Total loss of cartilage

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Just had pelvic xray. Total loss of cartilage in both hips. But I can manage the pain with aspirin 300 mgs, about 8-10 a month. How long could I continue to manage the problem with occasional analgesics? I am A1 fit and do not want to take on the risks, and inconvenience of a total hip replacement. Is anybody else in this position? I am 70.

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  • Posted

    Hi Claire, just because you have no cartlage doesn't mean that there is no synovial fluid on bones, investigate MSM you have to work up gradually to a dose of about 10grams to be effective , it's non toxic , also star flower oil caps can help lubricate, rose hip caps cut inflammation, investigate natural alternatives then cut down on the aspirin gradually as the natural stuff has to get into the body by degrees before it starts to take effect, hope this helps,,

    Chasser

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  • Posted

    I don't know much about hips but in the case of my fingers I let one of the joints go far too long which restricted the options available to the surgeon and he has told me that if I let it go on too long he has nothing to work with and can't do a replacement. So I would check with your surgeon how long they think before it needs to be done. Assuming you are in the UK remember to factor in the waiting time as well.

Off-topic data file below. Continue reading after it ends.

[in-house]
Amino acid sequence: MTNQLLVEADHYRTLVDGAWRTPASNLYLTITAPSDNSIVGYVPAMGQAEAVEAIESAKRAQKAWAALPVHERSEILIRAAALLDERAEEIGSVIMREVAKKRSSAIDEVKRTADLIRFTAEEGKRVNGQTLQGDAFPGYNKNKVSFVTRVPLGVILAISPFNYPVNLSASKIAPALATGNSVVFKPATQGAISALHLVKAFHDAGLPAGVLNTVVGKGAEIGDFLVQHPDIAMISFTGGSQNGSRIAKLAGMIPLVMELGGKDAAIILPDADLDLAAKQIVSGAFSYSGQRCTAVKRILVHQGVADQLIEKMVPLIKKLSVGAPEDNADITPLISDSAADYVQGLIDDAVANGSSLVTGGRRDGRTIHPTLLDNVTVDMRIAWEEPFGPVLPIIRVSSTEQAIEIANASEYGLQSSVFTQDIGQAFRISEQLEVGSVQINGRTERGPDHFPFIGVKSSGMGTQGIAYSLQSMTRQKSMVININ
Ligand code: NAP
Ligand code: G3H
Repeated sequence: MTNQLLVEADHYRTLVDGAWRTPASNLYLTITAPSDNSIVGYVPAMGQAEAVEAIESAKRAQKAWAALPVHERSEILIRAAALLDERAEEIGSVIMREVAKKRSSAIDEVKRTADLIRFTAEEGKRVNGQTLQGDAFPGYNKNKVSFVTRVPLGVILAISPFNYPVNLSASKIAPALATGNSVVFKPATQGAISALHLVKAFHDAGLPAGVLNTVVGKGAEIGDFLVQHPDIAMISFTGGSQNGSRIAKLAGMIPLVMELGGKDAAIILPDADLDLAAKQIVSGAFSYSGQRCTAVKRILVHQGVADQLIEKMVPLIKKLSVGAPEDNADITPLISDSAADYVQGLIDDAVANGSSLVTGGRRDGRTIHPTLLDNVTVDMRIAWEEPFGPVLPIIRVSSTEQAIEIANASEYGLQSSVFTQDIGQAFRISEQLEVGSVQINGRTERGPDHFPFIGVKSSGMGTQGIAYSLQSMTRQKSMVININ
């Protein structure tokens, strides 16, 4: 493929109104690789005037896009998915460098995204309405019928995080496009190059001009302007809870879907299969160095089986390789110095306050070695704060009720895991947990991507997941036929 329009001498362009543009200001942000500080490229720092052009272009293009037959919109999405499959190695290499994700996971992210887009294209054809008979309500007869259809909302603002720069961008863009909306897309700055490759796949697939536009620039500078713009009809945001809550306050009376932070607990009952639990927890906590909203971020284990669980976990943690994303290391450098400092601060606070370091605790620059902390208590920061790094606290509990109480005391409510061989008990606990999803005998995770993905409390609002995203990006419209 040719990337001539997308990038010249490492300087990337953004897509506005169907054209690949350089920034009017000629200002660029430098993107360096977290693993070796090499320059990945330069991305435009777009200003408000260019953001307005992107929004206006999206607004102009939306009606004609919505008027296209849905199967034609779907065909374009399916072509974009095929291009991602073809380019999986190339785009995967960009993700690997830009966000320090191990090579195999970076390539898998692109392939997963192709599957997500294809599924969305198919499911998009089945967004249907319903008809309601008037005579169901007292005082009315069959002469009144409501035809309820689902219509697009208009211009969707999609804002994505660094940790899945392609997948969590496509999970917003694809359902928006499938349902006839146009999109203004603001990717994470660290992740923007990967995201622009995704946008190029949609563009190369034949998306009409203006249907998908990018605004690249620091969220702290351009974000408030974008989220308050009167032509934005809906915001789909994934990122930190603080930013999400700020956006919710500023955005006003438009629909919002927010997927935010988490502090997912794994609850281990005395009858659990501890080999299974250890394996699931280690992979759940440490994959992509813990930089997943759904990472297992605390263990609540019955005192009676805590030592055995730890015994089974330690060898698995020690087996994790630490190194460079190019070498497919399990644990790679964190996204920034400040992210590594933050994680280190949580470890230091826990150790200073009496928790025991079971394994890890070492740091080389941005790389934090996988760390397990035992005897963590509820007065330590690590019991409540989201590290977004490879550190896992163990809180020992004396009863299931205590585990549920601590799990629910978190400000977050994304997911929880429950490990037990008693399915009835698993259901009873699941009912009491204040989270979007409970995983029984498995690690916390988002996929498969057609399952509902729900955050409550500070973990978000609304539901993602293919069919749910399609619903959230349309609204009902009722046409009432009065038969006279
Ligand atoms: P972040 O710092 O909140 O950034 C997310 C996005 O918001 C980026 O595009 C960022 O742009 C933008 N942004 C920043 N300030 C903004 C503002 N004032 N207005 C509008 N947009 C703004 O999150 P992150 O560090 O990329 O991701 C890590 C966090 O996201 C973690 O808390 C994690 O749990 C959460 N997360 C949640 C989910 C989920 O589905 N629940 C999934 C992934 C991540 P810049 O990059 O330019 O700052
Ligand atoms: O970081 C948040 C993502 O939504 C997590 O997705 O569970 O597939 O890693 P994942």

I know the inconvenience after the op but the life you will have afterwards will be amazing, especially if its currently limiting your movement.

    For me its a no brainer, get rid of the pain and get the movement back .

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  • Posted

    Hi, Claire:

    Your answer to taking on the risk and inconvenience of a total hip replacmeent may depend on where you live.

    I am 60 and had bilateral hip replacement last August. I was bone on bone with suck-the-life-out-of-you pain. I was either laying in bed, swimming in the pool, or using a transport chair to get around.

    My surgeon used the anterior approach, so no muscles or tendons were cut. Consequently, my recovery has been rapid and dramatic. (And no restrictions afterwards!) I was up walking the next day.

    I live in the United States and had my surgery done at The University of Tennessee, Knoxville. In my own hometown, the anterior approach is not available. 

    I cringe at the horror stories I've read about so many others. So, I think if you can get yourself into the hands of a great surgeon and have a minimally invasive approach, you should go for it! I've been gardening, brick laying, and all kinds of other things I would not have been able to do a year ago! The better shape you're in before surgery, the better your outcome.

    My doctor is a trauma surgeon. Maybe that had something to do with the expertise of his work. Good luck!

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